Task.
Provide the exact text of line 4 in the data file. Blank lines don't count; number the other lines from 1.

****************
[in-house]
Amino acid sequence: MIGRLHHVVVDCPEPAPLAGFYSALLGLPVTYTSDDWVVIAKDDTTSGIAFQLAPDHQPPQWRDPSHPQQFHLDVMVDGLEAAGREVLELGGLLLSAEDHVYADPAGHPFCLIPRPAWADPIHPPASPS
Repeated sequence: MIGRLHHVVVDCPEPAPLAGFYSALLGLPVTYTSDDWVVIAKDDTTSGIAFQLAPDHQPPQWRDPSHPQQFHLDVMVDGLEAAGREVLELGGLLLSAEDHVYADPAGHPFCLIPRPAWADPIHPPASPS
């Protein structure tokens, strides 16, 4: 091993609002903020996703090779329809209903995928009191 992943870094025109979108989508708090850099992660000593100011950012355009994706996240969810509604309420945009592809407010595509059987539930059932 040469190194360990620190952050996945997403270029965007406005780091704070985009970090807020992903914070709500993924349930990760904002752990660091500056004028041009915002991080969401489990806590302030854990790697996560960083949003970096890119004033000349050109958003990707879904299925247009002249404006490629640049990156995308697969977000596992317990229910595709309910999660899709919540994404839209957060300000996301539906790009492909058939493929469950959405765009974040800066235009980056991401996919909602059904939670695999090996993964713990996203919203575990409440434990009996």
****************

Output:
């Protein structure tokens, strides 16, 4: 091993609002903020996703090779329809209903995928009191 992943870094025109979108989508708090850099992660000593100011950012355009994706996240969810509604309420945009592809407010595509059987539930059932 040469190194360990620190952050996945997403270029965007406005780091704070985009970090807020992903914070709500993924349930990760904002752990660091500056004028041009915002991080969401489990806590302030854990790697996560960083949003970096890119004033000349050109958003990707879904299925247009002249404006490629640049990156995308697969977000596992317990229910595709309910999660899709919540994404839209957060300000996301539906790009492909058939493929469950959405765009974040800066235009980056991401996919909602059904939670695999090996993964713990996203919203575990409440434990009996």